• Relationship Between Units This is a rock-scissors-paper style diagram showing the strength and weaknesses of different robot factions. It functions similarly to the previous chart, but instead of looking at the whole game we are now only looking at one small section: the strengths and weaknesses of the different robot factions. The first version of the chart looks nice, but the drawing made me realize the design lacked variety and was too predictable. Looking at the central triangle gave me the idea to try something else…
  • Relationship Between Units (2 nd pass) Instead of having each faction occupy a corner of the triangle, I made it occupy a side. This gives each faction a dynamic range that the player can explore. Basically each faction goes from a single, focused “point” to a spectrum along a “line”. For instance, instead of always having the Futurions be the “High Damage” faction, they can now range between “High Damage” and “Fast”. Since the player builds the robots it adds a lot more depth to the game and significantly increases the number of possible battles.
  • Matrices and Tables Thinking about a design as a matrix is a great way to breakdown a complex problem into an easy to manage whole. I use this matrix approach all the time as a way to organize and understand design problems. First, you want to determine two primary attributes of your problem and make a grid.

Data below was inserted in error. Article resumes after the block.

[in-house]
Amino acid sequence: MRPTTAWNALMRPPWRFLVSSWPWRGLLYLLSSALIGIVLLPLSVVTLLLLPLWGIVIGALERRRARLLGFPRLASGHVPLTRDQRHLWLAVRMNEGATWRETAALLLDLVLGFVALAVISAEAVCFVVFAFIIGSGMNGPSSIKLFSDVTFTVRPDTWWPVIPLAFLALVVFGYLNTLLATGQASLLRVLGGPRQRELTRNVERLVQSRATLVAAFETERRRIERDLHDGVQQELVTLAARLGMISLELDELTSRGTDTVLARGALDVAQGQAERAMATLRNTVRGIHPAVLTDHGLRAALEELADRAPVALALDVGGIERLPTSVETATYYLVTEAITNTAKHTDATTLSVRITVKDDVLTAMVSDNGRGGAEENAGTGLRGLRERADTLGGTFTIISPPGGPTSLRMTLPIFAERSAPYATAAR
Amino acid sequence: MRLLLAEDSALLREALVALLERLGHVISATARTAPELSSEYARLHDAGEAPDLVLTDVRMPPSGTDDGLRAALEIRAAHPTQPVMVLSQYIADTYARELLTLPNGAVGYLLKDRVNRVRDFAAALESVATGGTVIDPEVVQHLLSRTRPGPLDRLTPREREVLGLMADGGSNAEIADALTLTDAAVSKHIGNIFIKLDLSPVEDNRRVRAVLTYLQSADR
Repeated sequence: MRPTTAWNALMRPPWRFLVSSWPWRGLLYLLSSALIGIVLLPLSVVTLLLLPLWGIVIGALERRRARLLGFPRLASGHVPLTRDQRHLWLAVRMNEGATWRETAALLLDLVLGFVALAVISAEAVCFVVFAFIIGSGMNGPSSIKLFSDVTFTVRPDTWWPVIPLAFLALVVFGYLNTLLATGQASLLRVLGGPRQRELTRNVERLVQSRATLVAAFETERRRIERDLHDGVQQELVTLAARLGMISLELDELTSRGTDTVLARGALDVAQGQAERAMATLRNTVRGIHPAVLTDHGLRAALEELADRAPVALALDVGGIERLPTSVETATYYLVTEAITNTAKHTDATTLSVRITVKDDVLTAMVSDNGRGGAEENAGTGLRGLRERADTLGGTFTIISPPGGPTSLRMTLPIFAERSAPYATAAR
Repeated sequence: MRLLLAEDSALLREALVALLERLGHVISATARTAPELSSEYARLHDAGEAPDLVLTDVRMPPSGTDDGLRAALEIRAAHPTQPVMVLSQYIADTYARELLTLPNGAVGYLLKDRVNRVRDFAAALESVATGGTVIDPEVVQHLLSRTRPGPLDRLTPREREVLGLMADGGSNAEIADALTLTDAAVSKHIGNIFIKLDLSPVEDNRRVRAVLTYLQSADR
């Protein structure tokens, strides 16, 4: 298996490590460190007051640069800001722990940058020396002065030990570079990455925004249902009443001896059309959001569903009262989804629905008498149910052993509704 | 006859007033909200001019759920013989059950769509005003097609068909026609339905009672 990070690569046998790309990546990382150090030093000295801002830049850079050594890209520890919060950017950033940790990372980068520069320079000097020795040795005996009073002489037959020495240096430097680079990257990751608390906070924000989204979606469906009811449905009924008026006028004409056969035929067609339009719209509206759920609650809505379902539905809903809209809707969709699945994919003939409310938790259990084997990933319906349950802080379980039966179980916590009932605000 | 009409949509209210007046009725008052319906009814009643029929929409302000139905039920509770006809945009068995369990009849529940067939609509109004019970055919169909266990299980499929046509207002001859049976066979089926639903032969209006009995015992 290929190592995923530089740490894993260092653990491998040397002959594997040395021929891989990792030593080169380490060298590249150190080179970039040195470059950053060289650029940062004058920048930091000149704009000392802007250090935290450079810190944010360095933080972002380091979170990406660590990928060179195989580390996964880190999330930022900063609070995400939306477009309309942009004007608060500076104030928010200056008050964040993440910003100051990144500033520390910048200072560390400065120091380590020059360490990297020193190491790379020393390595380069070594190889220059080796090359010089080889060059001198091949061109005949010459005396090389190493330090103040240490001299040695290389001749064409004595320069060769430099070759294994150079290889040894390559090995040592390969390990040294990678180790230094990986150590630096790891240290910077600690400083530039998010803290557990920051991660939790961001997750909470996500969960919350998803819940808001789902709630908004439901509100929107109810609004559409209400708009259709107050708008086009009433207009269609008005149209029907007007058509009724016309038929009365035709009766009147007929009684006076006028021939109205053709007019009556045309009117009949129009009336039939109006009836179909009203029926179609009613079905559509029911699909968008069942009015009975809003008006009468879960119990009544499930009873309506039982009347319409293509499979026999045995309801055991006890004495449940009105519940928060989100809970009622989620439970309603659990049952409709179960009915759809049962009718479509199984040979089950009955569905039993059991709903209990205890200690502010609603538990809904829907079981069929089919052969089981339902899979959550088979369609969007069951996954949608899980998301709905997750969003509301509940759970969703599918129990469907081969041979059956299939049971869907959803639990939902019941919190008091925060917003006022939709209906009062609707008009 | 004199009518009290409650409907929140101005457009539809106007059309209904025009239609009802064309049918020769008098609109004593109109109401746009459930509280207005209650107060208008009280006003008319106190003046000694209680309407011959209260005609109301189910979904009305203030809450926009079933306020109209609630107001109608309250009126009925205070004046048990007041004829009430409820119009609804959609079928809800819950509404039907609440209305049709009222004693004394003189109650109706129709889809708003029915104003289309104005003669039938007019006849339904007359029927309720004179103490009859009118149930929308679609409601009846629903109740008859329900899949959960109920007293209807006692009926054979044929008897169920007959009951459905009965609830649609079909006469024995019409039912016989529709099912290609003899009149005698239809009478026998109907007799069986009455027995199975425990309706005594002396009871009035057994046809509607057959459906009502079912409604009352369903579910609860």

• Matrices and Tables In this hypothetical example I’m trying to create skills for an RPG. The table is divided into Class and Faction cells.
  • Matrices and Tables I wanted each Class to have 2 skills and each Faction to have 3. As an added constraint, no two Classes would share the same Faction categories. In just a few minutes I was able to make this chart and it clearly shows the relationships. Imagine how much more difficult it would be to work from the bottom up. (i.e., Take a bunch of pre-made skills and then try to organize them in a meaningful way.)
  • Matrices and Tables Here is a real world example from Spore’s Cell game. This chart shows all of the NPC cells that appear in the game and is arranged by environment (time) on the vertical axis and by size on the horizontal axis.